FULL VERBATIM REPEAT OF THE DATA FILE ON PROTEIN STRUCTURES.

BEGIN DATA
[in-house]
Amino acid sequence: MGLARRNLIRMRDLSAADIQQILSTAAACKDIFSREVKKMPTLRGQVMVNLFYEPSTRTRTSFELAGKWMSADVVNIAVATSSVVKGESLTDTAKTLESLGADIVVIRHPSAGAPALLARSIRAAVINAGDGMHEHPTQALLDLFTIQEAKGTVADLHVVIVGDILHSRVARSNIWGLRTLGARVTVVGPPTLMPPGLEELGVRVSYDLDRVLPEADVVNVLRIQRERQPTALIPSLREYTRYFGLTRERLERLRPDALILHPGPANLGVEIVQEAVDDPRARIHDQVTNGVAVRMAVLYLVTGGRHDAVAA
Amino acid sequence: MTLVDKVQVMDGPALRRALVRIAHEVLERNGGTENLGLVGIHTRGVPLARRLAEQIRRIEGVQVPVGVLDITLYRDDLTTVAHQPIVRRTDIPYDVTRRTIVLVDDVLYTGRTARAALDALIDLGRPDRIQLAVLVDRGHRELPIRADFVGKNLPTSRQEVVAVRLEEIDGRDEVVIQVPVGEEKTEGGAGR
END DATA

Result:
[in-house]
Amino acid sequence: MGLARRNLIRMRDLSAADIQQILSTAAACKDIFSREVKKMPTLRGQVMVNLFYEPSTRTRTSFELAGKWMSADVVNIAVATSSVVKGESLTDTAKTLESLGADIVVIRHPSAGAPALLARSIRAAVINAGDGMHEHPTQALLDLFTIQEAKGTVADLHVVIVGDILHSRVARSNIWGLRTLGARVTVVGPPTLMPPGLEELGVRVSYDLDRVLPEADVVNVLRIQRERQPTALIPSLREYTRYFGLTRERLERLRPDALILHPGPANLGVEIVQEAVDDPRARIHDQVTNGVAVRMAVLYLVTGGRHDAVAA
Amino acid sequence: MTLVDKVQVMDGPALRRALVRIAHEVLERNGGTENLGLVGIHTRGVPLARRLAEQIRRIEGVQVPVGVLDITLYRDDLTTVAHQPIVRRTDIPYDVTRRTIVLVDDVLYTGRTARAALDALIDLGRPDRIQLAVLVDRGHRELPIRADFVGKNLPTSRQEVVAVRLEEIDGRDEVVIQVPVGEEKTEGGAGR